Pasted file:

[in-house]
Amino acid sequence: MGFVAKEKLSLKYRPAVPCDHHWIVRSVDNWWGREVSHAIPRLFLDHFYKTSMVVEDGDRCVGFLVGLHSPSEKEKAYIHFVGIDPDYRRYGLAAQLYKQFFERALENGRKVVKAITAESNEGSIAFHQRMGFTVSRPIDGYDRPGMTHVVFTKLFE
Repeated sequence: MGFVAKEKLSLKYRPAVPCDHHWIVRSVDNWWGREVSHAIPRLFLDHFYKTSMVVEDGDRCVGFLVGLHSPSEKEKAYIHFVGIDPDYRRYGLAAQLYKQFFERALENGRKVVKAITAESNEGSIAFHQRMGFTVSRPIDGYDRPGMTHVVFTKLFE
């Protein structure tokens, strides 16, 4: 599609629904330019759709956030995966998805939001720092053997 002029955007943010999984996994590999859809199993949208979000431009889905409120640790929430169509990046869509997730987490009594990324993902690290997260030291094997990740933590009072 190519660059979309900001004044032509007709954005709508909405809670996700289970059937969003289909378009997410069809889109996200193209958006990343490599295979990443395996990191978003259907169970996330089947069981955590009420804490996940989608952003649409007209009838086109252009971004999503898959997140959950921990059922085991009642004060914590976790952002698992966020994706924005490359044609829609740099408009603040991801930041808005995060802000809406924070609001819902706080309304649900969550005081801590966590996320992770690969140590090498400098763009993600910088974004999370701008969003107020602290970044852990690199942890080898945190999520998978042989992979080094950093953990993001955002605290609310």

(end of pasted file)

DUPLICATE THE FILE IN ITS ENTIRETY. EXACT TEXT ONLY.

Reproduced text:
[in-house]
Amino acid sequence: MGFVAKEKLSLKYRPAVPCDHHWIVRSVDNWWGREVSHAIPRLFLDHFYKTSMVVEDGDRCVGFLVGLHSPSEKEKAYIHFVGIDPDYRRYGLAAQLYKQFFERALENGRKVVKAITAESNEGSIAFHQRMGFTVSRPIDGYDRPGMTHVVFTKLFE
Repeated sequence: MGFVAKEKLSLKYRPAVPCDHHWIVRSVDNWWGREVSHAIPRLFLDHFYKTSMVVEDGDRCVGFLVGLHSPSEKEKAYIHFVGIDPDYRRYGLAAQLYKQFFERALENGRKVVKAITAESNEGSIAFHQRMGFTVSRPIDGYDRPGMTHVVFTKLFE
């Protein structure tokens, strides 16, 4: 599609629904330019759709956030995966998805939001720092053997 002029955007943010999984996994590999859809199993949208979000431009889905409120640790929430169509990046869509997730987490009594990324993902690290997260030291094997990740933590009072 190519660059979309900001004044032509007709954005709508909405809670996700289970059937969003289909378009997410069809889109996200193209958006990343490599295979990443395996990191978003259907169970996330089947069981955590009420804490996940989608952003649409007209009838086109252009971004999503898959997140959950921990059922085991009642004060914590976790952002698992966020994706924005490359044609829609740099408009603040991801930041808005995060802000809406924070609001819902706080309304649900969550005081801590966590996320992770690969140590090498400098763009993600910088974004999370701008969003107020602290970044852990690199942890080898945190999520998978042989992979080094950093953990993001955002605290609310």